The micro-managing mom or “helicopter” mom of today has not shed her servant role in the child’s life. She continues past the age of three to find more and more ways of being involved, demonstrating her abiding commitment to him and, perhaps out of a sense of low self esteem, to maintain a feeling of being needed. So, her child continues being the center of her attention way past when it is healthy for both the child and the marriage. She is more married to the children than to her husband. Today’s mom has deceived herself into believing that the more she does for her child, the better mom she is. That’s simply not the case.

But effective leaders - moms and dads - can:

Make unpopular decisions and stay the course.
Delegate responsibility in order to challenge their children.
Establish a boundary between themselves and their children.

Again, too many children today are being raised by servants and friends and not parents. That is part of the reason why we have so many kids today who are being raised by drugs. Here is an oxymoron of parenting and childhood: The more attention parents pay to their child, the less attention the child will pay to their parents!

By the age of three, a child is going to draw one of two conclusions relative to mom and dad:

Either: It’s my job to pay attention to my parents, or
It’s my parent’s job to pay attention to me.

When we have raised our children, meeting their every whim and largely making their decisions for them, then we will have teenagers about whom mom or dad says, “He doesn’t listen to me.” “We have to yell to get his attention.” “We have to repeat ourselves several times and then get right up in his face before he does what we’re telling him to do.”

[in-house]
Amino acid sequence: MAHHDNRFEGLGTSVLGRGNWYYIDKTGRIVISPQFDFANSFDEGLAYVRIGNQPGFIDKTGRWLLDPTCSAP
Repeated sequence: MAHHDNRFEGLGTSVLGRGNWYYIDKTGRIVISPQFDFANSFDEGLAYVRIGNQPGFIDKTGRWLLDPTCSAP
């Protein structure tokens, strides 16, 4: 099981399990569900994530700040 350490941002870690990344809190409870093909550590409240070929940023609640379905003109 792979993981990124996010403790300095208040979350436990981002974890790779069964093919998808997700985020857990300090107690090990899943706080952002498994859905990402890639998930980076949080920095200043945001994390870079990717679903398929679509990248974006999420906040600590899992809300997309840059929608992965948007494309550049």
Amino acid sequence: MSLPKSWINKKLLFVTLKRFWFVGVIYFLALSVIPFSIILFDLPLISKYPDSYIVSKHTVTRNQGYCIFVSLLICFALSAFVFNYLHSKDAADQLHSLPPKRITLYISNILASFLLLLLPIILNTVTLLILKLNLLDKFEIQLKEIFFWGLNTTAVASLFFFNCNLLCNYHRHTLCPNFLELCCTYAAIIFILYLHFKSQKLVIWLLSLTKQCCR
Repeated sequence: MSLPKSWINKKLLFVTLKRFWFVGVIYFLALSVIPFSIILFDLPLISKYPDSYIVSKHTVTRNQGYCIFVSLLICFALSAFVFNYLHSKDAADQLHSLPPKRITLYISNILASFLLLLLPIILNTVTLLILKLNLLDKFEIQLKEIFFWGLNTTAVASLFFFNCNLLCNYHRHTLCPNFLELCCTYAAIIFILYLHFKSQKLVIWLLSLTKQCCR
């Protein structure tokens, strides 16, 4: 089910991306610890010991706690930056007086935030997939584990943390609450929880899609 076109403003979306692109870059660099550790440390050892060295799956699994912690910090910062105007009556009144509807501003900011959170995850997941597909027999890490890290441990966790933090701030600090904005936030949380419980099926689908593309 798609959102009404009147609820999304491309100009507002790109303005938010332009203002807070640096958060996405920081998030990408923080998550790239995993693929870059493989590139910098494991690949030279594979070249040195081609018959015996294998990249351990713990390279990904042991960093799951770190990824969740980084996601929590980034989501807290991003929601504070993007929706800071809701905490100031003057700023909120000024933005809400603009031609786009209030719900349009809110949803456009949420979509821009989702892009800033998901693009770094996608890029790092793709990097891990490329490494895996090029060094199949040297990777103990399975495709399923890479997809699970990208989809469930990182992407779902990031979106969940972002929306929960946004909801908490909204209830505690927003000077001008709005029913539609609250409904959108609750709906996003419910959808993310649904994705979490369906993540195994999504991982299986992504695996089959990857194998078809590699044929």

His attention deficit is not caused by a chemical imbalance or some other malfunction in the brain. And he doesn’t need medication. The disrespect is caused by well-meaning, sincere parents, who think that the more attention they give their child, the more attention the child is going to give back to them, and the better parent he or she is. The end result, of course, is a self-centered spoiled brat.

Draw four columns:

Child Age Proper Season Actual Season

Are you in the right season with each child? Are you “stuck” in winter? If you are “stuck,” honestly evaluate yourself, your parenting, and ask what are you doing that your child is capable of doing for himself or herself. How are you acting more like a servant than a mom or dad?

Take home message: Serve. Lead. Mentor. Friendship. Those are the “seasons” of parenting. Make a determined effort to lead your child through each season.

Start an evangelism conversation: “How do you think someone becomes a Christian?”